Henry Margenau

Henry Margenau (April 30, 1901 – February 8, 1997) was a German-American physicist, and philosopher of science.[1]

Henry Margenau
Born(1901-04-30)April 30, 1901
DiedFebruary 8, 1997(1997-02-08) (aged 95)
Alma materMidland College
University of Nebraska-Lincoln
Yale University
Known forMicrowave theory, Nuclear physics, Philosophical foundations of physics, Philosophy.
Scientific career
FieldsPhysics, Philosophy
InstitutionsYale University
Doctoral advisorLouis Williams McKeehan
Other academic advisorsBurton Evans Moore (M.S. advisor)
Notable studentsMurray Gell-Mann


Early lifeEdit

Born in Bielefeld, Germany, Margenau obtained his bachelor's degree from Midland Lutheran College, Nebraska before his M.Sc. from the University of Nebraska in 1926, and PhD from Yale University in 1929.

World War IIEdit

Margenau worked on the theory of microwaves and the development of duplexing systems that enabled a single radar antenna both to transmit and receive signals. He also worked on spectral line broadening, a technique used to analyse and review the dynamics of the atomic bombing of Hiroshima.

Philosophy and history of scienceEdit

Margenau wrote extensively on science, his works including: Ethics and Science, The Nature of Physical Reality, Quantum Mechanics and Integrative Principles of Modern Thought.

Free WillEdit

In 1968, Margenau was invited to give the Wimmer Lecture at St. Vincent College in Latrobe, Pennsylvania. His topic was Scientific Indeterminism and Human Freedom. Margenau embraced indeterminism as the first step toward a solution of the problem of human freedom.[2]

Then in 1982, Margenau called his two-stage model of free will a "solution" to what had heretofore had been seen as mere "paradox and illusion."[3] He very neatly separates "free" and "will" in a temporal sequence, as William James had done, naming the two stages simply "chance" followed by "choice."

"Our thesis is that quantum mechanics leaves our body, our brain, at any moment in a state with numerous (because of its complexity we might say innumerable) possible futures, each with a predetermined probability. Freedom involves two components: chance (existence of a genuine set of alternatives) and choice. Quantum mechanics provides the chance, and we shall argue that only the mind can make the choice by selecting (not energetically enforcing) among the possible future courses." [4]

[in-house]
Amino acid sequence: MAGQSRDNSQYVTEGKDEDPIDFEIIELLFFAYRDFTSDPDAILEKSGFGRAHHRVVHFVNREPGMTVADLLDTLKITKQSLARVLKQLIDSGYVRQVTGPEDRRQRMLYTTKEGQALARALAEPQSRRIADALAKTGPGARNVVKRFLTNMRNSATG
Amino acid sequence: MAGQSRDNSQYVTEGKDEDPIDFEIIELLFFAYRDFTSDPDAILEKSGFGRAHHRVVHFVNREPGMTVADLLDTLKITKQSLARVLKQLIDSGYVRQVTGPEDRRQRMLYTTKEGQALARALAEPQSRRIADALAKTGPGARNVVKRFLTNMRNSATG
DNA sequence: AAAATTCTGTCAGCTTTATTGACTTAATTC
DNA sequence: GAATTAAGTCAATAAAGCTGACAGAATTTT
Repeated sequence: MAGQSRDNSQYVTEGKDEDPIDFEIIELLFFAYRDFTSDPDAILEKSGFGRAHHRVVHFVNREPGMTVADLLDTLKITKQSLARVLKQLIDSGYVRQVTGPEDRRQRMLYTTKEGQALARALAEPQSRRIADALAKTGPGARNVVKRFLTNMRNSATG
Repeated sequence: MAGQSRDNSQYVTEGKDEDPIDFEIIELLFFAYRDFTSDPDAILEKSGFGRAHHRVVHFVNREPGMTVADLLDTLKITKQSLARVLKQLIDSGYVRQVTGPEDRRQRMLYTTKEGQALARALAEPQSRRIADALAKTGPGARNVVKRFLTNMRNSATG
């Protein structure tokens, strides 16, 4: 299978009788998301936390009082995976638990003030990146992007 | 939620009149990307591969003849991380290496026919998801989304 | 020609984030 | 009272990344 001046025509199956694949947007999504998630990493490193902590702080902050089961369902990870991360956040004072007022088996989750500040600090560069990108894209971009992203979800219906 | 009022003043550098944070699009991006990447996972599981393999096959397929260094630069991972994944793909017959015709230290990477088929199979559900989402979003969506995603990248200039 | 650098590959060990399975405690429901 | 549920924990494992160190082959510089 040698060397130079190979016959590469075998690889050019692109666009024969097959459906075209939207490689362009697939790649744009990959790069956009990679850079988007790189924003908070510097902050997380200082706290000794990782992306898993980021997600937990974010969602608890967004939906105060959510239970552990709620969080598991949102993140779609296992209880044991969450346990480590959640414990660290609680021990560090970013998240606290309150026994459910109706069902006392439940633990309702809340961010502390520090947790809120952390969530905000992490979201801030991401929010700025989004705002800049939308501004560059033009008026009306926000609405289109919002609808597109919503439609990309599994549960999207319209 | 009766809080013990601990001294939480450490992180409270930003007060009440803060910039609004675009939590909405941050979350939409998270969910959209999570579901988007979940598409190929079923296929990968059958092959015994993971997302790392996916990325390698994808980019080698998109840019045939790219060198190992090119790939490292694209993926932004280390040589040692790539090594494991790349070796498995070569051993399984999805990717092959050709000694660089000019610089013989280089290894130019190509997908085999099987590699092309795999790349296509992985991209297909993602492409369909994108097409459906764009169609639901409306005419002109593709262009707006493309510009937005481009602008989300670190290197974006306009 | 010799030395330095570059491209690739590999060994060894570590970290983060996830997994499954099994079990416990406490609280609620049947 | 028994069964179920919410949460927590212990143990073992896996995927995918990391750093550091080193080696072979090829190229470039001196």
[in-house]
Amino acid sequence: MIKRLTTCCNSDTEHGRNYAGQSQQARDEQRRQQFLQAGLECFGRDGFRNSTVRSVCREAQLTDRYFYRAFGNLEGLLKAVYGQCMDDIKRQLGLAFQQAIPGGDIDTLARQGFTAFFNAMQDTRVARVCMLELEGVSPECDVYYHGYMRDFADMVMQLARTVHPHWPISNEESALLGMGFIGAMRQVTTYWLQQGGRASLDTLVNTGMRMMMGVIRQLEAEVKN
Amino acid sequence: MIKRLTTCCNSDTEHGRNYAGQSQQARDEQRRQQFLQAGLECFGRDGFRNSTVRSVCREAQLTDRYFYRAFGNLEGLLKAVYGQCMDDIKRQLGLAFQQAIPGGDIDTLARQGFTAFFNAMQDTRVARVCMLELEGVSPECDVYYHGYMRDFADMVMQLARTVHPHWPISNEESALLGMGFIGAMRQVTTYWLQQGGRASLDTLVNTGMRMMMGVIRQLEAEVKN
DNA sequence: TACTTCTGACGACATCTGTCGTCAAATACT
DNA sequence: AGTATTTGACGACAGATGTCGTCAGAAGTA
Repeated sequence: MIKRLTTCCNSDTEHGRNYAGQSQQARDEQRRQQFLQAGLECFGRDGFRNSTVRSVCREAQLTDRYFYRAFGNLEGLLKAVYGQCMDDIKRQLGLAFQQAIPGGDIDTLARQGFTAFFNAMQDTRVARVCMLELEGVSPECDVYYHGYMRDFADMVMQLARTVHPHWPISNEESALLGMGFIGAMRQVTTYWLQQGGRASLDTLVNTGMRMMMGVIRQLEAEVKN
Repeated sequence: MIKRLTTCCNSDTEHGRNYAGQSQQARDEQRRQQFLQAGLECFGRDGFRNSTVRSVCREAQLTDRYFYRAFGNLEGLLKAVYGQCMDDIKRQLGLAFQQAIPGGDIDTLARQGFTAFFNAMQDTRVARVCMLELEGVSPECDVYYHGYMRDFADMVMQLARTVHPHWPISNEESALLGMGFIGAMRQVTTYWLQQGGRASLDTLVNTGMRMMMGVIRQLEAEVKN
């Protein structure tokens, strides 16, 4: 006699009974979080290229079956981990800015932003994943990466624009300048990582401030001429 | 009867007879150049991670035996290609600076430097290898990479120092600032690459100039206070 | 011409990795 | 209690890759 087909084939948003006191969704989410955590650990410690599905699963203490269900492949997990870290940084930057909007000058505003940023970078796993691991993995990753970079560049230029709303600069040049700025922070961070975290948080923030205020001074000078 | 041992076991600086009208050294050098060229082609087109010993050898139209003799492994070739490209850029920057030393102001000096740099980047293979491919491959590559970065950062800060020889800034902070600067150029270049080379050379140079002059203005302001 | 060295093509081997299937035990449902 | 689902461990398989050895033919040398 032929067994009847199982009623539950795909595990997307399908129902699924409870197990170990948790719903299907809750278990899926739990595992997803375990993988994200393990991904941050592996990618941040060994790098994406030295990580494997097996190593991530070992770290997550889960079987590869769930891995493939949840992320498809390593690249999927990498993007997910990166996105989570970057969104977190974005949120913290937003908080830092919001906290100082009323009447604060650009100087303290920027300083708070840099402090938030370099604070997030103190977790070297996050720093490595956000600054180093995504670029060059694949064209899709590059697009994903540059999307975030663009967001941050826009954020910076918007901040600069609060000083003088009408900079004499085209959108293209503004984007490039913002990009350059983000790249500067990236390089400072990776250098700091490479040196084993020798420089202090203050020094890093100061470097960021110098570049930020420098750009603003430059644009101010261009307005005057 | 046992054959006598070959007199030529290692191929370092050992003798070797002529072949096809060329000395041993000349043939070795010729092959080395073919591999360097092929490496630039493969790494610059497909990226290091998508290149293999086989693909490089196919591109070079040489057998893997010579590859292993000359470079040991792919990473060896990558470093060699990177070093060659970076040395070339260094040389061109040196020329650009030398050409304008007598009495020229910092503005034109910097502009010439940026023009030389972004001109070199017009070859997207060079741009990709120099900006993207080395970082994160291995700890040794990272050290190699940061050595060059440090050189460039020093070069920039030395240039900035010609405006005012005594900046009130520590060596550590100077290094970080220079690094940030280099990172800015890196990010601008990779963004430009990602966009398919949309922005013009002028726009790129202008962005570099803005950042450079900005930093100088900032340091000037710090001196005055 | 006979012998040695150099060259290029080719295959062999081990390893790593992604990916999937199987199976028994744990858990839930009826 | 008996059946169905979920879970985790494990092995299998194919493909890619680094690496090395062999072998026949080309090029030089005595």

Religious interestsEdit

Margenau served on a commission of the World Council of Churches in developing an ecumenical position on nuclear weapons and atomic warfare. However, his book The Miracle of Existence (Ox Bow Press, 1984) shows Margenau's broad interests not only in Christianity, but also in Eastern religions and his fascination with finding connections among different religious and philosophical traditions.

Post-war YaleEdit

Margenau was appointed Eugene Higgins Professor of Physics and Natural Philosophy as Yale in 1950, a post he was to hold until his retirement from formal academic life in 1986. He also became a staff member at both the Institute for Advanced Study, Princeton and the MIT Radiation Laboratory. During his working career, he acted as consultant to the U.S. Air Force, the U.S. National Bureau of Standards, Argonne National Laboratory, Rand Corporation, General Electric Co. and Lockheed.

Margenau's work embraced investigation of intermolecular forces, spectroscopy, nuclear physics and electronics. He was also interested in parapsychology.[5] He co-authored parapsychological papers with his friend Lawrence LeShan.[6]

He was married to Liesel Noe and the couple parented two sons and a daughter. Margenau died in Hamden, Connecticut.

Honours and awardsEdit

  • Guggenheim Fellowship
  • Fulbright Fellowship
  • William Clyde DeVane Medal from the Yale chapter of Phi Beta Kappa for outstanding teaching and scholarship (1970).
  • Laszlo & Sellon (eds) (1976). Vistas in Physical Reality: Papers in Honor of Henry Margenau. Plenum Press.CS1 maint: extra text: authors list (link)


James D. Watson on cover of 1964 TimeLife book, written by Henry Margenau and David Bergamini
  • Margenau, H. (1992). Cosmos, Bios, Theos: Scientists Reflect on Science, God, and the Origins of the Universe, Life, and Homo Sapiens. Open Court Publishing Company.
This book and Margenau each receive a mention in a December 28, 1992 Time magazine article: Galileo And Other Faithful Scientists

See alsoEdit


  1. ^ Adair, Robert (August 1997). "Obituary: Henry Margenau". Physics Today. 50 (8): 77–78. Bibcode:1997PhT....50R..77A. doi:10.1063/1.881864. Archived from the original on 2013-10-12. Retrieved 2013-10-05.
  2. ^ Scientific Indeterminism and Human Freedom, The Archabbey Press (1968) p.69
  3. ^ Laurence LeShan and Henry Margenau, Einstein's Space and Van Gogh's Sky, Macmillan (1982)
  4. ^ ibid, p.240
  5. ^ McConnell, Robert A. (1981). Encounters with Parapsychology. Pittsburgh. pp. 118-126
  6. ^ LeShan, Lawrence. (1984). From Newton to ESP. Turnstone Press. pp. 13, 200
  7. ^ Cross, Paul C. (1945). "Review: The Mathematics of Physics and Chemistry, by H. Margenau and G. M. Murphy". Bull. Amer. Math. Soc. 51 (7): 508–509. doi:10.1090/s0002-9904-1945-08395-5.
  8. ^ Boas, R. P. (1959). "Review: The Mathematics of Physics and Chemistry, 2nd ed., by Henry Margenau and George Moseley Murphy". Bull. Amer. Math. Soc. D. VAN NOSTRAND COMPANY, Inc. 65 (4): 249–251. doi:10.1090/S0002-9904-1959-10327-X.

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